Most Common Car Buying Mistakes

In order to ensure you buy a decent car and get a good deal you must conduct research, have a budget, and perform due diligence. Here's how.

Most Common Car Buying Mistakes

Buying a new car takes a lot more than walking into a car dealership and choosing one that suits your fancy. Unfortunately, this is an error many car buyers make.

In order to ensure you buy a decent car and get a good deal you must conduct a great deal of research, have a feasible budget, and perform your due diligence.

Top 7 car buying mistakes to avoid

A car will likely be one of the first major purchases you make, but this purchase can be very costly and disappointing if done without proper research and preparation.

With adequate knowledge of what to look out for when car buying, you can skip the regrets, frustrations, and costly mistakes that car buyers go through. Here are the top 8 car buying mistakes people tend to make and the ways you can avoid them.

1. Buying the wrong car

Just because the price being offered for a car matches your budget doesn’t mean it’s a good deal. Some cars come with a history of issues that will drain your pocket even more after you buy them. Also, you can’t buy cars simply because look they look nice or have a trendy brand name. Keep in mind that expensive top of the line cars also tend to have expensive car parts and costly maintenance.

When choosing a car, you should keep in mind your lifestyle, needs, and budget. If you live in a temperate region and you choose a car that isn’t suited for your environment, you’d likely run into many issues.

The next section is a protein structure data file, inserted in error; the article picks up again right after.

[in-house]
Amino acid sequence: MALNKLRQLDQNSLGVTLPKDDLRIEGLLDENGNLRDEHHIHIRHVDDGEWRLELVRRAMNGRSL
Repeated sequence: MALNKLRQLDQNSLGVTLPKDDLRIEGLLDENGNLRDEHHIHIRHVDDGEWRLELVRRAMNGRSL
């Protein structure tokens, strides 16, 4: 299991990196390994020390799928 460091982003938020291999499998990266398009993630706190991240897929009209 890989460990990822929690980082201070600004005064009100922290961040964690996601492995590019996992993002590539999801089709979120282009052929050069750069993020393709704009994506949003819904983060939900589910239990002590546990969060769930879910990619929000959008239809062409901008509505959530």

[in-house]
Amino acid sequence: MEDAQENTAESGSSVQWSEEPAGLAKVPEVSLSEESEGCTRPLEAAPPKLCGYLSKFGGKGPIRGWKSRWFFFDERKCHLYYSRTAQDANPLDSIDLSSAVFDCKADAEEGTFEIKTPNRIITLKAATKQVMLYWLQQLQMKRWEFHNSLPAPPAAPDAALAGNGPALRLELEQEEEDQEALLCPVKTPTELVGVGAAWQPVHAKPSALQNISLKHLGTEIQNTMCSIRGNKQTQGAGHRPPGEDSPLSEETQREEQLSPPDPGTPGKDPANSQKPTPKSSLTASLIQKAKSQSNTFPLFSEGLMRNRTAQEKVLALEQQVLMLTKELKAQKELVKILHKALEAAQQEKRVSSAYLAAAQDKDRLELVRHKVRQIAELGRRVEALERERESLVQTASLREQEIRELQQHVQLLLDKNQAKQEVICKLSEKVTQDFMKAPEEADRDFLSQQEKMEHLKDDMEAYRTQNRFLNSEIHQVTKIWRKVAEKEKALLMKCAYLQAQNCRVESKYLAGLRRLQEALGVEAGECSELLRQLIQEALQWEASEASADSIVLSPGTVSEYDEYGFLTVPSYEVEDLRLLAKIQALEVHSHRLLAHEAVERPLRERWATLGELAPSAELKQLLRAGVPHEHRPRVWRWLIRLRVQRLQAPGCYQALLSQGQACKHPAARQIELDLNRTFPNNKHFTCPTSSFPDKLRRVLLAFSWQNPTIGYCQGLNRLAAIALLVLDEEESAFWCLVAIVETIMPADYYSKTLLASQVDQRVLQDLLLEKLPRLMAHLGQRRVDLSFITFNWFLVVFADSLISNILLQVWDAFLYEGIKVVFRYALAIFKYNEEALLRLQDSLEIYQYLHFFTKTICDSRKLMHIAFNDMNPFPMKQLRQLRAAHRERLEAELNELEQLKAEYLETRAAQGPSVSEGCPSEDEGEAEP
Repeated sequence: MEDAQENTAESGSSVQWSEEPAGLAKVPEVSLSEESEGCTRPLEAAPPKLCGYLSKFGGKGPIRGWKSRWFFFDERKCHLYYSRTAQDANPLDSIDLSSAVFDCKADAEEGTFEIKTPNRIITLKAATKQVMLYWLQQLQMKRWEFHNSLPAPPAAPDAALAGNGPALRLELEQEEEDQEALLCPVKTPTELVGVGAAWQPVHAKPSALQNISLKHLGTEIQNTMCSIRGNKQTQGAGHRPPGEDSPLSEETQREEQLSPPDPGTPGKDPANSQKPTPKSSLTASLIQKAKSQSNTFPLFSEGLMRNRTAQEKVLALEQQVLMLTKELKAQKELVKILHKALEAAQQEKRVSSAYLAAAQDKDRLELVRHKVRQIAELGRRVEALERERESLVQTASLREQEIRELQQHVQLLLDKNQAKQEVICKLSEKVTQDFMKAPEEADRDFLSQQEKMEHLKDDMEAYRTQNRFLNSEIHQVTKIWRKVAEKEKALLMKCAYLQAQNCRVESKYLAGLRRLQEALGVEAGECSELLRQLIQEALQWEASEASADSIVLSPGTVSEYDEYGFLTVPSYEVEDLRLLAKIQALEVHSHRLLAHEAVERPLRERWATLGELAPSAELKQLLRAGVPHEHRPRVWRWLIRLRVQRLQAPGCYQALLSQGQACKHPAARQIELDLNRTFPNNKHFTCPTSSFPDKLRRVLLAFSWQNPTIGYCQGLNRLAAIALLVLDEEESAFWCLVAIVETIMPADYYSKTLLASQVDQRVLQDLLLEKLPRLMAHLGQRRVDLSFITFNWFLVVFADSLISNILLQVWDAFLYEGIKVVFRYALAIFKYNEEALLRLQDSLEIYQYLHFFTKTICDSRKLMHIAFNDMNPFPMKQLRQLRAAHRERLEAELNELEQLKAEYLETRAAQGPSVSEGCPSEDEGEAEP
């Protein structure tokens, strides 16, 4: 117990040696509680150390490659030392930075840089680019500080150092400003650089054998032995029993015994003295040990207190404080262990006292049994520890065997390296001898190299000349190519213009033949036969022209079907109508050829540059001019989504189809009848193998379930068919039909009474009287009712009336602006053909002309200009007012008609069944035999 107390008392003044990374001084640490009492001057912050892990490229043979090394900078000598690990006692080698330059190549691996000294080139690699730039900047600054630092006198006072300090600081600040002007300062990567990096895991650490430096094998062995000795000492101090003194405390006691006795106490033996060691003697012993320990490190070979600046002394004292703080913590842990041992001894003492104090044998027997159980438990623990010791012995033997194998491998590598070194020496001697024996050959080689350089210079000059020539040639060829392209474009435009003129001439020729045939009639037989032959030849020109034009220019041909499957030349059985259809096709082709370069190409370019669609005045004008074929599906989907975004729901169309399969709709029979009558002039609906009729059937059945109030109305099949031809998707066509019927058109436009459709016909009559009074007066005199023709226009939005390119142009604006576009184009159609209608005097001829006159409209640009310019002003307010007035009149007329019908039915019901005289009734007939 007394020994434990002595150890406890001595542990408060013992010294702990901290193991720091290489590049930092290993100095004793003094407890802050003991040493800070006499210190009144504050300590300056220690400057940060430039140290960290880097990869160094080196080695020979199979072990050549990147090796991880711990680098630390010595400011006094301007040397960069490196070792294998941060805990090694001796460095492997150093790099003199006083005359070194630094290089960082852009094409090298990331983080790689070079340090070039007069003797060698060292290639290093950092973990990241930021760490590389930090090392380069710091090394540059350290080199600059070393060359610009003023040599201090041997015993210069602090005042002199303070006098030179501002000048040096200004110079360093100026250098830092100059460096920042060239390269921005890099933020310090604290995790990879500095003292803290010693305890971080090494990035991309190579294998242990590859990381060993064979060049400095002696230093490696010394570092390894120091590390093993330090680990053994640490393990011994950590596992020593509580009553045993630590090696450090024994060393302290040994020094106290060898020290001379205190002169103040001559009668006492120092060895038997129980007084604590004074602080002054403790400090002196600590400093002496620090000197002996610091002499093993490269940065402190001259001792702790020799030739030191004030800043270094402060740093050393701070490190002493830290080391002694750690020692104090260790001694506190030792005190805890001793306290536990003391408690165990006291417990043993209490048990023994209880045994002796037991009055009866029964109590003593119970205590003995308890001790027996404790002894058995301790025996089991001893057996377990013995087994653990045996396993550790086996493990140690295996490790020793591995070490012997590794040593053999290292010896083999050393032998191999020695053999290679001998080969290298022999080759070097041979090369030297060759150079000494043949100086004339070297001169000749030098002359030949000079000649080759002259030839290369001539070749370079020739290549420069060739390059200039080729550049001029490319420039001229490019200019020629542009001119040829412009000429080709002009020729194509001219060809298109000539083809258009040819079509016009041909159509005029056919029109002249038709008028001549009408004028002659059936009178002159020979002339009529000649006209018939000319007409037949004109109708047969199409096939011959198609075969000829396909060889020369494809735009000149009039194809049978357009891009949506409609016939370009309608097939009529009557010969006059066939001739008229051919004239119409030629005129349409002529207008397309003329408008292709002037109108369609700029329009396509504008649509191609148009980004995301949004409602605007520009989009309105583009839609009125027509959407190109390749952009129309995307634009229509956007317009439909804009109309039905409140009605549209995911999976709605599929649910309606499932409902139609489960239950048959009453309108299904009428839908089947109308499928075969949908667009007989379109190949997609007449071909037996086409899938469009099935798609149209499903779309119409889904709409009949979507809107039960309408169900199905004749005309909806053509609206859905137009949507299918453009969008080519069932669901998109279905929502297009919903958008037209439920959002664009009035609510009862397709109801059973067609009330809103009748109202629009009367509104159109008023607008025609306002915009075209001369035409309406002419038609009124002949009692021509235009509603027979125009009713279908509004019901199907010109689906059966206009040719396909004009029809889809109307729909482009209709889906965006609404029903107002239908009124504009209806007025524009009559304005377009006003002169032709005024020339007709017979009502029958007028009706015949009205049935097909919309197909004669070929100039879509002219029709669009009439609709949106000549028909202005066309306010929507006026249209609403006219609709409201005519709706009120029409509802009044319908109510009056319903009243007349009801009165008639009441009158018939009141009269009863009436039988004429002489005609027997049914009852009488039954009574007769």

Car depreciation is also something to worry about. Most new cars lose 20- 25% of their value in the first year of purchase. If you decide to resell your car soon after purchase, you could be in a significant bind, as it often takes as much as 3 years before you break even on a new car.

2. Choosing a dealer solely for convenience

Due to the convenience, people shopping for cars usually go to dealers close to their location. But setting your sights on only one dealership will not give you all the best options available.

The wise thing to do is to search online identifying the dealer ratings and also ask around for the best car dealerships that give great prices and quality cars. Ask friends and family members who have more experience buying cars, and also look out for the Customer Satisfaction Index score for any dealership you choose.

It’s important to do your homework on any car dealership because many of them will slam you with ridiculous high-interest rates and terms of payment that are way worse than banks or lenders often offer.

They’re mainly driven by the gain they make from the interest rates they charge, and so they like to push “Buy here, Pay here” options to unsuspecting buyers. Also, many dealers spike their prices with fees and unnecessary markups that will have you paying more than you bargained.

Before you make a final decision on a car or dealership, you can also look up records of complaints about the dealership on Better Business Bureau.

Finally it is important to note that there is a significant difference in dealerships which sell direct from manufacturers and those which are general used car dealers. Those who sell direct from manufacturers are in the business of selling a specific branded car and they can often provide great interest rates on new and certified pre-owned vehicles, while used car dealers tend to have more predatory lending practices.

3. Buying a car without seeking help from professionals